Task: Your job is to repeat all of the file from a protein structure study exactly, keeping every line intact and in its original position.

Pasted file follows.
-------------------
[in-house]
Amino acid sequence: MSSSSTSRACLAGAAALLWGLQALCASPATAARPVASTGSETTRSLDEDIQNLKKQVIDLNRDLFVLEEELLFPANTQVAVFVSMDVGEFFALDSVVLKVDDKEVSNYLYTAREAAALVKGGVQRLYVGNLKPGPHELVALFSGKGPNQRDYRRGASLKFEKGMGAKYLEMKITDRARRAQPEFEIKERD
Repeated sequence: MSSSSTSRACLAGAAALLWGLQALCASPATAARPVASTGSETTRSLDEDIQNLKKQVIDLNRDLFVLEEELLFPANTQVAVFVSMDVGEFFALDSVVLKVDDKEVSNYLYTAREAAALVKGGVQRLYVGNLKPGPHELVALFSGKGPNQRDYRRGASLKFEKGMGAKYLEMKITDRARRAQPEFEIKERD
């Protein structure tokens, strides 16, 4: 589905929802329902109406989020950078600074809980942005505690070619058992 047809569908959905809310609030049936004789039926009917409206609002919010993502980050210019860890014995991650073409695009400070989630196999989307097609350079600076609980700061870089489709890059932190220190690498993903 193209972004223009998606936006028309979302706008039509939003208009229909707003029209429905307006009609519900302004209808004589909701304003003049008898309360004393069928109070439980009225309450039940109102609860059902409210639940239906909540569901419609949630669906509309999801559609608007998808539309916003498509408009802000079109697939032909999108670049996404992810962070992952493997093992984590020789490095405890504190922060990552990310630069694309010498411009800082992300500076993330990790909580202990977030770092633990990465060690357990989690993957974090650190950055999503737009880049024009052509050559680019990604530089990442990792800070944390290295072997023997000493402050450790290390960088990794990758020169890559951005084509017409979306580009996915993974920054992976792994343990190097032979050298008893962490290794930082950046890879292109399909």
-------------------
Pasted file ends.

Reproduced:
[in-house]
Amino acid sequence: MSSSSTSRACLAGAAALLWGLQALCASPATAARPVASTGSETTRSLDEDIQNLKKQVIDLNRDLFVLEEELLFPANTQVAVFVSMDVGEFFALDSVVLKVDDKEVSNYLYTAREAAALVKGGVQRLYVGNLKPGPHELVALFSGKGPNQRDYRRGASLKFEKGMGAKYLEMKITDRARRAQPEFEIKERD
Repeated sequence: MSSSSTSRACLAGAAALLWGLQALCASPATAARPVASTGSETTRSLDEDIQNLKKQVIDLNRDLFVLEEELLFPANTQVAVFVSMDVGEFFALDSVVLKVDDKEVSNYLYTAREAAALVKGGVQRLYVGNLKPGPHELVALFSGKGPNQRDYRRGASLKFEKGMGAKYLEMKITDRARRAQPEFEIKERD
């Protein structure tokens, strides 16, 4: 589905929802329902109406989020950078600074809980942005505690070619058992 047809569908959905809310609030049936004789039926009917409206609002919010993502980050210019860890014995991650073409695009400070989630196999989307097609350079600076609980700061870089489709890059932190220190690498993903 193209972004223009998606936006028309979302706008039509939003208009229909707003029209429905307006009609519900302004209808004589909701304003003049008898309360004393069928109070439980009225309450039940109102609860059902409210639940239906909540569901419609949630669906509309999801559609608007998808539309916003498509408009802000079109697939032909999108670049996404992810962070992952493997093992984590020789490095405890504190922060990552990310630069694309010498411009800082992300500076993330990790909580202990977030770092633990990465060690357990989690993957974090650190950055999503737009880049024009052509050559680019990604530089990442990792800070944390290295072997023997000493402050450790290390960088990794990758020169890559951005084509017409979306580009996915993974920054992976792994343990190097032979050298008893962490290794930082950046890879292109399909």